On Saturday evening at the Chess Club and Scholastic Center of Saint Louis, Boston seventh-grader Sam Sevian completed the final requirement necessary to earn the title of Grandmaster, the highest title a chess player can attain. There are just over 1,450 Grandmasters around the world, 83 of them representing the U.S. Chess Federation.
The achievement sets a new record for the youngest American Grandmaster in history, dropping the bar to 13 years, 10 months and 27 days. The record was once held by American legend Bobby Fischer, and shattered the previous record of 14 years, 11 months and 16 days set by Webster University student Ray Robson. Sevian is the sixth-youngest Grandmaster in world history.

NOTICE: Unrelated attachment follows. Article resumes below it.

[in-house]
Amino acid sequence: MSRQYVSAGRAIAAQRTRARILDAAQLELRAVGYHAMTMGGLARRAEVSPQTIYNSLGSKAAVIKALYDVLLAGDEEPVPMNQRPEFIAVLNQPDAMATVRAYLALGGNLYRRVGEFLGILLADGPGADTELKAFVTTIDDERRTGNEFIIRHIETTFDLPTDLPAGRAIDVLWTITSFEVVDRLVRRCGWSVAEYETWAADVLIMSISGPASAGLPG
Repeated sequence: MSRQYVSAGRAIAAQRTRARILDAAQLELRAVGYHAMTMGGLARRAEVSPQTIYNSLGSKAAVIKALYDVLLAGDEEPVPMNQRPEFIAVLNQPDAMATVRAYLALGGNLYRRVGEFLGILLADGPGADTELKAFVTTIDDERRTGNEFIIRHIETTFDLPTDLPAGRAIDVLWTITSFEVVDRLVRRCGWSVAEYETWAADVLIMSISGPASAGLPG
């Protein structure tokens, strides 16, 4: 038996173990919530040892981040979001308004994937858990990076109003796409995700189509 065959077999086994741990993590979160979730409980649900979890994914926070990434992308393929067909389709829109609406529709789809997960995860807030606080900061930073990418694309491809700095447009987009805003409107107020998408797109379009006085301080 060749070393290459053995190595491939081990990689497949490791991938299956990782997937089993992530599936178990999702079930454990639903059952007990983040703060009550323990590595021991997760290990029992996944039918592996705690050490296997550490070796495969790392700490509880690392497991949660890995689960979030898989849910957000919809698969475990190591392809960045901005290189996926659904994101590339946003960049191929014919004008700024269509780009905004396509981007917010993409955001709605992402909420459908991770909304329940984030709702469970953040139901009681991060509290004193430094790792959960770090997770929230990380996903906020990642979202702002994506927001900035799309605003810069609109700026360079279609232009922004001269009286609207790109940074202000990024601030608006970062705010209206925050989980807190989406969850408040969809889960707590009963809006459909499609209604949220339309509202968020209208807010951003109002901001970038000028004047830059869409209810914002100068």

Sevian, now the world’s first Grandmaster born in this millennium, has been a long-watched prodigy already holding records as the fastest American to chess’ other two elite titles: National and International Master. He became a World Champion for boys under the age of 12 at the World Youth Chess Championship in 2012, and is currently the No. 1 player in the world under age 14.
The program, called Young Stars – Team USA, was designed to offer extraordinarily talented children the opportunity to maximize their potential and achieve the highest level in chess. The Young Stars program includes several annual training sessions with former World Chess Champion Garry Kasparov.